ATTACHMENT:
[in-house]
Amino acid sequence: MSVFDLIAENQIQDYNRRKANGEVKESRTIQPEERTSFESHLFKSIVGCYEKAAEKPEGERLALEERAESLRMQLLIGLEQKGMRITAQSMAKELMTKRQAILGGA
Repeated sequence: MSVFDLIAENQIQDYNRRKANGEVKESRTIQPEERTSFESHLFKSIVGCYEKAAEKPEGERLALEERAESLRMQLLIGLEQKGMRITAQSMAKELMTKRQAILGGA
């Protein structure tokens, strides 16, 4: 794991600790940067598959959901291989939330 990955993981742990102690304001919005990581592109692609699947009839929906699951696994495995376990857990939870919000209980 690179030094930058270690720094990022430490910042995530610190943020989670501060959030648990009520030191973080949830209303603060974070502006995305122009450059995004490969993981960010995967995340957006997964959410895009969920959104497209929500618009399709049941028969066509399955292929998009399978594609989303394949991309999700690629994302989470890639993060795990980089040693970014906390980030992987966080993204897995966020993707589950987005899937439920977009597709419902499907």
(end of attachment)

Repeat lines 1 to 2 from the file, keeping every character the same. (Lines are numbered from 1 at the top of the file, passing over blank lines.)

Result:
[in-house]
Amino acid sequence: MSVFDLIAENQIQDYNRRKANGEVKESRTIQPEERTSFESHLFKSIVGCYEKAAEKPEGERLALEERAESLRMQLLIGLEQKGMRITAQSMAKELMTKRQAILGGA